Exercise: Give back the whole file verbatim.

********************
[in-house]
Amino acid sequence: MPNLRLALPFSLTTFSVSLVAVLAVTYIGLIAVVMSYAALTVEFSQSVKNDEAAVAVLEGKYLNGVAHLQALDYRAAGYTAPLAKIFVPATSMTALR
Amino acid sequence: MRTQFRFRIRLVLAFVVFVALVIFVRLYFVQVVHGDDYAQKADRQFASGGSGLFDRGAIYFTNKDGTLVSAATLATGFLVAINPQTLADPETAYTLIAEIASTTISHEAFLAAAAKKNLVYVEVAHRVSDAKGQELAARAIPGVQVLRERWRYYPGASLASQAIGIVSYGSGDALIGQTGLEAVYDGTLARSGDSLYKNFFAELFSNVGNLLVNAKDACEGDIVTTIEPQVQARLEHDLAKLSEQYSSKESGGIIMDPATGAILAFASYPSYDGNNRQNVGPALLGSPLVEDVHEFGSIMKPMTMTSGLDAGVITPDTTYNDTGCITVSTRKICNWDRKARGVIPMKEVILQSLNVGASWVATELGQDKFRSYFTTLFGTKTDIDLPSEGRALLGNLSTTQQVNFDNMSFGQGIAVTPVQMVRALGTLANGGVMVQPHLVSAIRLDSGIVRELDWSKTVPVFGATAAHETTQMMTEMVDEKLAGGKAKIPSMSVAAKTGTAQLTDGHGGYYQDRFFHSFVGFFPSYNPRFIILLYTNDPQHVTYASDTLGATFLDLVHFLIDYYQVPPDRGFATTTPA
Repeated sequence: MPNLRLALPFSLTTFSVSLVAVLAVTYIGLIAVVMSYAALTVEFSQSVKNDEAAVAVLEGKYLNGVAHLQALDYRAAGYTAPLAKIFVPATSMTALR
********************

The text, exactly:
[in-house]
Amino acid sequence: MPNLRLALPFSLTTFSVSLVAVLAVTYIGLIAVVMSYAALTVEFSQSVKNDEAAVAVLEGKYLNGVAHLQALDYRAAGYTAPLAKIFVPATSMTALR
Amino acid sequence: MRTQFRFRIRLVLAFVVFVALVIFVRLYFVQVVHGDDYAQKADRQFASGGSGLFDRGAIYFTNKDGTLVSAATLATGFLVAINPQTLADPETAYTLIAEIASTTISHEAFLAAAAKKNLVYVEVAHRVSDAKGQELAARAIPGVQVLRERWRYYPGASLASQAIGIVSYGSGDALIGQTGLEAVYDGTLARSGDSLYKNFFAELFSNVGNLLVNAKDACEGDIVTTIEPQVQARLEHDLAKLSEQYSSKESGGIIMDPATGAILAFASYPSYDGNNRQNVGPALLGSPLVEDVHEFGSIMKPMTMTSGLDAGVITPDTTYNDTGCITVSTRKICNWDRKARGVIPMKEVILQSLNVGASWVATELGQDKFRSYFTTLFGTKTDIDLPSEGRALLGNLSTTQQVNFDNMSFGQGIAVTPVQMVRALGTLANGGVMVQPHLVSAIRLDSGIVRELDWSKTVPVFGATAAHETTQMMTEMVDEKLAGGKAKIPSMSVAAKTGTAQLTDGHGGYYQDRFFHSFVGFFPSYNPRFIILLYTNDPQHVTYASDTLGATFLDLVHFLIDYYQVPPDRGFATTTPA
Repeated sequence: MPNLRLALPFSLTTFSVSLVAVLAVTYIGLIAVVMSYAALTVEFSQSVKNDEAAVAVLEGKYLNGVAHLQALDYRAAGYTAPLAKIFVPATSMTALR